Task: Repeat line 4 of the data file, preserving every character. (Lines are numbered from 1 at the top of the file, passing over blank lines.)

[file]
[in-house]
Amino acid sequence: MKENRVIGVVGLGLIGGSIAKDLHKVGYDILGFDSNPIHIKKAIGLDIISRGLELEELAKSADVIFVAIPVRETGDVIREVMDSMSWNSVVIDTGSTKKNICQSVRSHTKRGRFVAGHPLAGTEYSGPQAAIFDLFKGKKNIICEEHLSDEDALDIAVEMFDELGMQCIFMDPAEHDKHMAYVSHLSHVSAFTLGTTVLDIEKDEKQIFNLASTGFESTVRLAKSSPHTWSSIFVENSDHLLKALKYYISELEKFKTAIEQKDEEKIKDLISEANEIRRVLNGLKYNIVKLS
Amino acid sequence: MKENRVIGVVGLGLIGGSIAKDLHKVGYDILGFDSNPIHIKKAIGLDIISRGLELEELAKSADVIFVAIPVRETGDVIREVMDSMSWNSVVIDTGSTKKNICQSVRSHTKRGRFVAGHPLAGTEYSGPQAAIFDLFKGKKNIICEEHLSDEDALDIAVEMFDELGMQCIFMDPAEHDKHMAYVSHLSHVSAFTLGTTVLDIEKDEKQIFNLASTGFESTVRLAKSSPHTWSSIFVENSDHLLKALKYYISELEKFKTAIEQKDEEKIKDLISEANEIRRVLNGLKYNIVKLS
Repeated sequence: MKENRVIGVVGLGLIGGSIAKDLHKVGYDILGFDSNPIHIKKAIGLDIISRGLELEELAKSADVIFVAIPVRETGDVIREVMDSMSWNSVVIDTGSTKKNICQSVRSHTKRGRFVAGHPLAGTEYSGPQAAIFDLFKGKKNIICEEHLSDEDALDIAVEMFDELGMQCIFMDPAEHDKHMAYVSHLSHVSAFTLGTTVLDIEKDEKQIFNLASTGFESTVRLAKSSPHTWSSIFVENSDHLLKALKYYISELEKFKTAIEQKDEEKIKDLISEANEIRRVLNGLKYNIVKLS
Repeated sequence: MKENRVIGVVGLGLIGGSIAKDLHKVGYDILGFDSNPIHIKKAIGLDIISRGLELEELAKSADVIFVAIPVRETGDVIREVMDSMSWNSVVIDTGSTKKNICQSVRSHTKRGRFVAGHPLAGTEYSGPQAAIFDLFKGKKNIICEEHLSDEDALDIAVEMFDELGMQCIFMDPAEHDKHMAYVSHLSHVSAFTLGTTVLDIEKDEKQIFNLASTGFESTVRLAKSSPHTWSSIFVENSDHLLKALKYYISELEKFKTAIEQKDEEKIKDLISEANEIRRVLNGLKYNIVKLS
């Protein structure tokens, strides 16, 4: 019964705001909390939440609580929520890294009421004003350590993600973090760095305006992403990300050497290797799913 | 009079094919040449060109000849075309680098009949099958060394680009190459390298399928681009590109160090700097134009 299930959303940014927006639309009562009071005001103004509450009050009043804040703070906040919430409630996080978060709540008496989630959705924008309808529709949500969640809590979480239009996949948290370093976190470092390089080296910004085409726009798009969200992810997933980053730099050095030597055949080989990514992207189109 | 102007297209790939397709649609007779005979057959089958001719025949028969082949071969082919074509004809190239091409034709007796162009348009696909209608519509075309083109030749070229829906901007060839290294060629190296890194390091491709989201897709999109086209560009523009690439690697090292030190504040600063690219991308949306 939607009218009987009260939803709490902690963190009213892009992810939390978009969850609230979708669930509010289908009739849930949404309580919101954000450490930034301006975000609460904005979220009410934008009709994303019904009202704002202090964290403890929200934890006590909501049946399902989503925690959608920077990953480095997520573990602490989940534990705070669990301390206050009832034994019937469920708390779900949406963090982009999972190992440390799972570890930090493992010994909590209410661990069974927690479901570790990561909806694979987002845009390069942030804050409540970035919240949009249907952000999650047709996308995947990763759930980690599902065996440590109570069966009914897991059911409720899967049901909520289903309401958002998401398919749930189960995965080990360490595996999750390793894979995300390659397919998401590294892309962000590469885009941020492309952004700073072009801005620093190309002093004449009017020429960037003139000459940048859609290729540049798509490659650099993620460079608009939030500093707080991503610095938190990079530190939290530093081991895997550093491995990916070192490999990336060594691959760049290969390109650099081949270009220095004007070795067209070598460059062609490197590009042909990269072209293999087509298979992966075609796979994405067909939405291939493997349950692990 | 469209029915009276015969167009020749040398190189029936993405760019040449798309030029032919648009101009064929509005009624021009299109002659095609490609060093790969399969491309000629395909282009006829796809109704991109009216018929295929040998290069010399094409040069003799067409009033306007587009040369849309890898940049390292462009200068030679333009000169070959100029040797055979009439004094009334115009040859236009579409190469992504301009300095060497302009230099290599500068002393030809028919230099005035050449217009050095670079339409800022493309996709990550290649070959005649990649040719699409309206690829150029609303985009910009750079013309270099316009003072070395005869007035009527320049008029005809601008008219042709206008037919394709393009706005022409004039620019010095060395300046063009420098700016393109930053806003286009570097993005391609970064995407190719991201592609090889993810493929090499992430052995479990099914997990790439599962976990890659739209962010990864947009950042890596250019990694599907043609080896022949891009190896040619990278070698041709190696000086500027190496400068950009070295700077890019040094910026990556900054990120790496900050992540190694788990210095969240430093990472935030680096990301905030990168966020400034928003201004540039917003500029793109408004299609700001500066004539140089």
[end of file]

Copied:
Repeated sequence: MKENRVIGVVGLGLIGGSIAKDLHKVGYDILGFDSNPIHIKKAIGLDIISRGLELEELAKSADVIFVAIPVRETGDVIREVMDSMSWNSVVIDTGSTKKNICQSVRSHTKRGRFVAGHPLAGTEYSGPQAAIFDLFKGKKNIICEEHLSDEDALDIAVEMFDELGMQCIFMDPAEHDKHMAYVSHLSHVSAFTLGTTVLDIEKDEKQIFNLASTGFESTVRLAKSSPHTWSSIFVENSDHLLKALKYYISELEKFKTAIEQKDEEKIKDLISEANEIRRVLNGLKYNIVKLS